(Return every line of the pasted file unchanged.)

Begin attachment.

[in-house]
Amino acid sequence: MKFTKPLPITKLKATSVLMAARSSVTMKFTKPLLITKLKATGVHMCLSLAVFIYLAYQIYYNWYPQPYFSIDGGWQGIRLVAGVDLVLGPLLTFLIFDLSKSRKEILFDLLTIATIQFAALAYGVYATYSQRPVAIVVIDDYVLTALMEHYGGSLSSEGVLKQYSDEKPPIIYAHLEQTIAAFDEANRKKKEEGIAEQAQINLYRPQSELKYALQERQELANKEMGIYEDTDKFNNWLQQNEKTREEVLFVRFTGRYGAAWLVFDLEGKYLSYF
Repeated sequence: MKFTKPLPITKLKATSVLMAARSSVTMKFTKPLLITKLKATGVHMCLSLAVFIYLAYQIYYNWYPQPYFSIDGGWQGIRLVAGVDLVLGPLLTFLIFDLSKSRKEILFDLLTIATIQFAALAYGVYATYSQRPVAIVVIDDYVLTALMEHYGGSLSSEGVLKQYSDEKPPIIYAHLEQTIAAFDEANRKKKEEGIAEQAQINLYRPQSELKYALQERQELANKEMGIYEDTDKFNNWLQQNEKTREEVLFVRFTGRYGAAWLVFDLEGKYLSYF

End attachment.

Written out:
[in-house]
Amino acid sequence: MKFTKPLPITKLKATSVLMAARSSVTMKFTKPLLITKLKATGVHMCLSLAVFIYLAYQIYYNWYPQPYFSIDGGWQGIRLVAGVDLVLGPLLTFLIFDLSKSRKEILFDLLTIATIQFAALAYGVYATYSQRPVAIVVIDDYVLTALMEHYGGSLSSEGVLKQYSDEKPPIIYAHLEQTIAAFDEANRKKKEEGIAEQAQINLYRPQSELKYALQERQELANKEMGIYEDTDKFNNWLQQNEKTREEVLFVRFTGRYGAAWLVFDLEGKYLSYF
Repeated sequence: MKFTKPLPITKLKATSVLMAARSSVTMKFTKPLLITKLKATGVHMCLSLAVFIYLAYQIYYNWYPQPYFSIDGGWQGIRLVAGVDLVLGPLLTFLIFDLSKSRKEILFDLLTIATIQFAALAYGVYATYSQRPVAIVVIDDYVLTALMEHYGGSLSSEGVLKQYSDEKPPIIYAHLEQTIAAFDEANRKKKEEGIAEQAQINLYRPQSELKYALQERQELANKEMGIYEDTDKFNNWLQQNEKTREEVLFVRFTGRYGAAWLVFDLEGKYLSYF